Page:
Monday, October 24, 2005

Buying bond funds? Read this.

Many people thought that bond fund is a good vehicle for retirement planning. Though with low returns (usually slightly higher than the return from fixed deposits) many sided that it is safe. Conservative and prudent investors invest in such bond funds accepting low return for the comfort of knowing their capital is protected.

However, this is only partially true. The truth part is bonds give lower return than equity in long term. But lower risk? It depends, read on.

We can generalise bonds into two categories:
a. Bonds issued by government or Bank Negara, i.e. Merdeka Savings Bonds, Malaysian Government Securities, etc.
b. Corporate bonds

While government/ Bank Negara bonds are safe and with slight higher return for the investors, corporate bonds are almost as risky(t) as equity shares. Investing in corporate bonds, just like investing in equity shares, subjects to the risk(t) of corporate failure.
The Edge recently reported a case on Pesaka Astana’s failure to meet its first bond repayment that was due last September. Read this from TheEdgeDaily. The irony was that, just a year ago, MARC affirmed its bond rating at A+.

So, just think:
  • Bad shares have high downside risk(t), bad corporate bonds have high downside risk(t), too.
  • Good shares have high upside potential, good corporate bonds don’t have high upside potential.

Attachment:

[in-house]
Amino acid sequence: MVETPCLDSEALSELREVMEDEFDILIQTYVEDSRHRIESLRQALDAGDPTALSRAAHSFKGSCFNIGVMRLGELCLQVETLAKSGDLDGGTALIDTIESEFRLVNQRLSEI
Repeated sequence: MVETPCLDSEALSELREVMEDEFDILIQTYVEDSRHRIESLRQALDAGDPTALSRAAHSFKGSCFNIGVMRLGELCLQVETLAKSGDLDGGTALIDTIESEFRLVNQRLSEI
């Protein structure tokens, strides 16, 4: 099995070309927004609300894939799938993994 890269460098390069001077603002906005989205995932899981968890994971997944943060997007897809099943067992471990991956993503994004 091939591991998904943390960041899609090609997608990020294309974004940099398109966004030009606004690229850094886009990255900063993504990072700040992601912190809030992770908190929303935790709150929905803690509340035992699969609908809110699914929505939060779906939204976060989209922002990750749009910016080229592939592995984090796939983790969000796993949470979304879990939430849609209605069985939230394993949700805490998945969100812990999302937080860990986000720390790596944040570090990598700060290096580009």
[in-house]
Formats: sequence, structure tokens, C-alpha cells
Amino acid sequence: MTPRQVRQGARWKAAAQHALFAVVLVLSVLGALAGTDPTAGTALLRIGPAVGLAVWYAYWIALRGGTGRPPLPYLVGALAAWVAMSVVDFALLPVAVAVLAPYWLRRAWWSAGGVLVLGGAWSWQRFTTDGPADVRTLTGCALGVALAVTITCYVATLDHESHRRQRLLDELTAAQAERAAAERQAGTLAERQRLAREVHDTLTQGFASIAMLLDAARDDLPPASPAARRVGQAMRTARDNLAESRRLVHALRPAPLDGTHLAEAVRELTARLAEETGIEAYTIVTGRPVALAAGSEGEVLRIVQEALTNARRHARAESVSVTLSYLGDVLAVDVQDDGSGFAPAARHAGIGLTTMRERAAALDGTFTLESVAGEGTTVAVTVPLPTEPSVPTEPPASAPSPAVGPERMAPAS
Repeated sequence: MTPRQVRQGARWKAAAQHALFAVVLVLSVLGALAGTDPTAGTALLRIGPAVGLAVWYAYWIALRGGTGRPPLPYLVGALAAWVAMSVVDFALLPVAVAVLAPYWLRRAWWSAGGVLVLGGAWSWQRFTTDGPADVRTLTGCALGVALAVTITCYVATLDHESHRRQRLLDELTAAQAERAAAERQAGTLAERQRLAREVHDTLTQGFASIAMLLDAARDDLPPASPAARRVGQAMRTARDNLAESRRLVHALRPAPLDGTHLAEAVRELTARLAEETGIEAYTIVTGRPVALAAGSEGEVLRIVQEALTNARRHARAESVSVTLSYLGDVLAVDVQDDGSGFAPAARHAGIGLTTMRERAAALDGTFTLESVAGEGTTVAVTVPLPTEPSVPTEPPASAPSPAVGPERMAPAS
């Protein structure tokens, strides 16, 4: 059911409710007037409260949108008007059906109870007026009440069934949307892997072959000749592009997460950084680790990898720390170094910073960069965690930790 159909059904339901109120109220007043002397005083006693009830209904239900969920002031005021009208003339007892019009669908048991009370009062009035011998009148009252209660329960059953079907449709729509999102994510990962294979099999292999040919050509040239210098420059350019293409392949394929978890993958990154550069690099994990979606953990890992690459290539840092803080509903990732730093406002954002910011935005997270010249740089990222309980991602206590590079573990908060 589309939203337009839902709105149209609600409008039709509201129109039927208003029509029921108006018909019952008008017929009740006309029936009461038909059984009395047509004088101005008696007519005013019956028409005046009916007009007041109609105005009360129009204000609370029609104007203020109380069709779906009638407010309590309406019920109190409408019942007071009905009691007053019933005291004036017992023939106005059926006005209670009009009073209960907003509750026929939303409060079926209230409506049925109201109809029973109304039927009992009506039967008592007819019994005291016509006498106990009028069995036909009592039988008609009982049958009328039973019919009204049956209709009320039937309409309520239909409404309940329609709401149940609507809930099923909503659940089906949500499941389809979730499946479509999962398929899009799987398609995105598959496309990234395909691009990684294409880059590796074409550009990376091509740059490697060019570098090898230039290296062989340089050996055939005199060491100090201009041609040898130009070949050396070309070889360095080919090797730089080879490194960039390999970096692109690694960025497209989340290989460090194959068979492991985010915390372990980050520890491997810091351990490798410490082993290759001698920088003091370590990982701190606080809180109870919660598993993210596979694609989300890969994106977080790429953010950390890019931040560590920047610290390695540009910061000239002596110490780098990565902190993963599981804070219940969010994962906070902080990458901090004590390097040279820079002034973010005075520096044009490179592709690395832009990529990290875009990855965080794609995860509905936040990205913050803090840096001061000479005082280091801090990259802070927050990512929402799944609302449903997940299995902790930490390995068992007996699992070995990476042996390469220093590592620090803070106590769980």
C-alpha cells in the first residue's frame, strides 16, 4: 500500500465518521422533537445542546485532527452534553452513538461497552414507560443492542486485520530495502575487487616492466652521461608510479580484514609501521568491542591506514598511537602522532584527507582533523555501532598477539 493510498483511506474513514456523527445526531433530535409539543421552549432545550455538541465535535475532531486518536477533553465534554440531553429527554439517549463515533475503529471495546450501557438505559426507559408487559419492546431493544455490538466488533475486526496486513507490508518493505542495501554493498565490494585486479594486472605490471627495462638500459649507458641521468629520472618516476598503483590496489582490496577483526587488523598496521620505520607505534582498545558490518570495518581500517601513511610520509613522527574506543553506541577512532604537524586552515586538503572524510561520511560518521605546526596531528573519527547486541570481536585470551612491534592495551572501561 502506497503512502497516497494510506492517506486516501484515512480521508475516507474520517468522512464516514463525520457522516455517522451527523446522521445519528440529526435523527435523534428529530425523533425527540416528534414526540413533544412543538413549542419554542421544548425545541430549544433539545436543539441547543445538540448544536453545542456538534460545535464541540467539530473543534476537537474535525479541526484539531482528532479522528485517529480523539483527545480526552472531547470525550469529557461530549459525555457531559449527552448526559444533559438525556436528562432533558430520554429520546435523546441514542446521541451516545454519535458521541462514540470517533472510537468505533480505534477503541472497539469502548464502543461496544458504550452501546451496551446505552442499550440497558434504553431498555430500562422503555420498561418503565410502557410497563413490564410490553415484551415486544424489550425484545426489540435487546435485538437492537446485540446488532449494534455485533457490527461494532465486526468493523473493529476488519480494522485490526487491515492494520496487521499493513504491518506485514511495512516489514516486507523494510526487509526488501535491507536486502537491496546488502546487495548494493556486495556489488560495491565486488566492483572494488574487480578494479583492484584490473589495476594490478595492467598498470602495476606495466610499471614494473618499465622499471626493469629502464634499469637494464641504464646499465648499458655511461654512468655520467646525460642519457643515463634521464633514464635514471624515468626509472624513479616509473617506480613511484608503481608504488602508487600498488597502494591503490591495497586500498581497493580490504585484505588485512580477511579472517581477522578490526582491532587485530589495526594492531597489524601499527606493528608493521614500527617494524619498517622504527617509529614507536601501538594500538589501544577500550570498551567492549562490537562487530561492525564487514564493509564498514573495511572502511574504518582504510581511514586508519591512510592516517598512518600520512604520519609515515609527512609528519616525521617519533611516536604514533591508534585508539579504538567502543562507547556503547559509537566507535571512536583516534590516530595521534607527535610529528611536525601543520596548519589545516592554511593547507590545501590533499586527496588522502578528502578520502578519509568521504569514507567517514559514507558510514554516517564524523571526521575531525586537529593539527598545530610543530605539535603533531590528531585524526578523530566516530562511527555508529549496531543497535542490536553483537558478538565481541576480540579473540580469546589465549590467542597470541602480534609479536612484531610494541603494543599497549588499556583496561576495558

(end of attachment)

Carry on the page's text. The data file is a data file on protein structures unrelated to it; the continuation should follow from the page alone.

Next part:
It doesn't seem logical to invest in corporate bonds, does it?

Generally most government or Bank Negara bonds are hold tightly by insurance companies or financial institutions for their long term investment objectives. Such bonds are less liquid. (A better definition for Liquidity) They are usually bought and kept for long term by financial institutions. Whenever available for sales they are usually quickly snapped up by financial institutions.

Take a look of your bond funds or balance funds half yearly financial statements. You will probably realise that most of their bond investments are corporate bonds. And if this is really the case, your funds are subject to the same risk(t) as equity funds yet will never have a potential return like equity. So again, take a look of your bond funds or balance funds half yearly financial statement. Check it out.

But bond would rank in priority over the claims of equity shareholders in the case of insolvency, you argue. This argument is irrelevant for the purpose of investing due to two reasons:
  • We should never allow our investment to reach a stage that we have to depend on preferential ranking in respect of insolvency claims. We invest to earn, not invest to lose money and to claim back part of our principal. We can detect early sign of corporate distress by reading their financial statements.
  • When a company reach the stage of publicly known insolvency, we can rest assure that the company would have a huge debts level that whatever left, even for creditors and bond holders, are minimal.
The question of ranking in insolvency claims is therefore never relevant in the topic of investing for profit.

There will be more on investing in bonds...and don't expect favourable opinions. ;-)

Part 1: Buying bond funds? Read this
Part 2: Malaysian Bond Market
Part 3: Criteria of selecting bond funds

  • Risk(a) refers to price fluctuation that can be eliminated through longer term investing time span. Corporate bonds have lower risk(a) since their prices are less volatile. However, for long term investing, we can ignore risk(a).
  • Risk(t) refers to the possibility of incurring permanent loss. Corporate bonds risk(t), the possibility of permanent loss, are almost the same as the companies' shares.

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